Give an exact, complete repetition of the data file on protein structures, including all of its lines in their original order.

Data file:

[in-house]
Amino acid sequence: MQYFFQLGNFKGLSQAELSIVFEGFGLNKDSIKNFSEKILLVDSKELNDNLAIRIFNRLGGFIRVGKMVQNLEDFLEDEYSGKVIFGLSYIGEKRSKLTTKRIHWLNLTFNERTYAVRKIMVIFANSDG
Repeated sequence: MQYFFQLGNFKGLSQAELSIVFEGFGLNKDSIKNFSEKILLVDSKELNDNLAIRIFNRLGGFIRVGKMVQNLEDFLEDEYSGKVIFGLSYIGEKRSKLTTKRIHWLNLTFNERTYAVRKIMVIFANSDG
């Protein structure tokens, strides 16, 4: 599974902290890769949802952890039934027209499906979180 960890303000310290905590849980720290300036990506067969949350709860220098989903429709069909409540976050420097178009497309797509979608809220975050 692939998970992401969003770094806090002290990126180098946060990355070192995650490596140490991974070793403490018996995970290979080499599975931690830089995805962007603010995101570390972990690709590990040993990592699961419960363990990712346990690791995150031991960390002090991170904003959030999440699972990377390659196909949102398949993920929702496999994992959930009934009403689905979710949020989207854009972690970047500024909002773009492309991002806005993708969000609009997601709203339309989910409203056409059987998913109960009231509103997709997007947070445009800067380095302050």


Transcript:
[in-house]
Amino acid sequence: MQYFFQLGNFKGLSQAELSIVFEGFGLNKDSIKNFSEKILLVDSKELNDNLAIRIFNRLGGFIRVGKMVQNLEDFLEDEYSGKVIFGLSYIGEKRSKLTTKRIHWLNLTFNERTYAVRKIMVIFANSDG
Repeated sequence: MQYFFQLGNFKGLSQAELSIVFEGFGLNKDSIKNFSEKILLVDSKELNDNLAIRIFNRLGGFIRVGKMVQNLEDFLEDEYSGKVIFGLSYIGEKRSKLTTKRIHWLNLTFNERTYAVRKIMVIFANSDG
């Protein structure tokens, strides 16, 4: 599974902290890769949802952890039934027209499906979180 960890303000310290905590849980720290300036990506067969949350709860220098989903429709069909409540976050420097178009497309797509979608809220975050 692939998970992401969003770094806090002290990126180098946060990355070192995650490596140490991974070793403490018996995970290979080499599975931690830089995805962007603010995101570390972990690709590990040993990592699961419960363990990712346990690791995150031991960390002090991170904003959030999440699972990377390659196909949102398949993920929702496999994992959930009934009403689905979710949020989207854009972690970047500024909002773009492309991002806005993708969000609009997601709203339309989910409203056409059987998913109960009231509103997709997007947070445009800067380095302050």